The World Bank will release $900m to help fund relief efforts for Pakistan's flood disaster as international agencies warned millions of people were at risk from disease.
The UN has warned that up to 3.5 million children could be in danger of contracting deadly diseases carried through contaminated water and insects in a crisis that has disrupted the lives of at least a tenth of Pakistan's 170 million people.
Up to 1,600 people have been killed and two million made homeless in Pakistan's worst floods in decades.
Hundreds of villages across Pakistan, one of the poorest countries in Asia, have been marooned, highways have been cut in half and thousands of homeless people have been forced to set up tarpaulin tents along the side of roads.
The World Bank funds will come through the reprogramming of planned projects and reallocation of undisbursed funds, but it did not say how it would be utilised to aid flood victims.
“We are reprioritising to make the funds immediately available,” said Mariam Altaf, a spokesman for the World Bank.
Public anger has grown in two weeks of floods, highlighting potential political troubles for an unpopular government as aid failed to keep pace with the rising river waters.
Recently, some Pakistani flood victims blocked a highway to demand government help as aid agencies warned relief was too slow to arrive for millions without clean water, food and homes.
Stability may be at stake
The damage caused by the floods and the cost of recovery could bring long-term economic pain to Pakistan and shave more than one percentage point off economic growth, analysts say.
Pakistan's High Commissioner to Britain, Wajid Shamsul Hasan, told reporters the cost of rebuilding could be more than $10 to $15bn.
He appealed to the international community to provide funds for relief and reconstruction for a country fighting Islamist militants, or risk potentially destabilising the whole region.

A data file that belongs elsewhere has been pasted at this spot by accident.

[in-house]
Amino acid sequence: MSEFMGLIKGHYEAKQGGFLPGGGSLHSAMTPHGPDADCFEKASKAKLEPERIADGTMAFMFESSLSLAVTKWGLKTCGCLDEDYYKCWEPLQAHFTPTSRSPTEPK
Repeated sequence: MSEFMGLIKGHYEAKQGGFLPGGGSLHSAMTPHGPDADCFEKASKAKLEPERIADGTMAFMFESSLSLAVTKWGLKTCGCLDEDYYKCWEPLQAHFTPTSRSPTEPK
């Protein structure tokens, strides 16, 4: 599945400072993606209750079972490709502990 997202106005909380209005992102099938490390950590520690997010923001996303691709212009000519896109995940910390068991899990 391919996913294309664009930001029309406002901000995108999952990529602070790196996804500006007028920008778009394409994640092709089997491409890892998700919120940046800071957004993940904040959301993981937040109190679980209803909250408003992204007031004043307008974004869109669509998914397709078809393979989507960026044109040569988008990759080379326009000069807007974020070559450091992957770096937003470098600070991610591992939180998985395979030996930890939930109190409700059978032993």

The government has been under fire for its perceived inadequate response. Islamic charities, some linked to militant groups, have stepped in to provide aid to flood victims, possibly gaining supporters at the expense of the state.
Pakistan Foreign Minister Shah Mehmood Qureshi expressed concerns over Pakistan's stability, saying it was dangerous to let the Islamists fill the vacuum.
“If a person is hungry, if a person is thirsty and you provide water, he'll not ask whether you are a moderate or an extremist,” Qureshi told the British Broadcasting Corporation.
“He'll grab water from you and save himself and his children who were starved. So you have to be aware of this challenge.”
Only a quarter of the $459m aid needed for initial relief has arrived, according to the UN. That contrasts with the US giving at least $1bn in military aid last year to its regional ally to battle militants.
The UN has reported the first case of cholera. In a statement issued in New York, it said the greatest threat was from acute watery diarrhoea and dysentery, but that hepatitis A and E and typhoid fever were also significant risks.
Victims are relying mostly on the military, the most powerful institution in Pakistan, and foreign aid agencies for help.
Nevertheless, a military coup is considered unlikely. The army's priority is fighting Taliban insurgents, and seizing power during a disaster would make no sense, analysts say.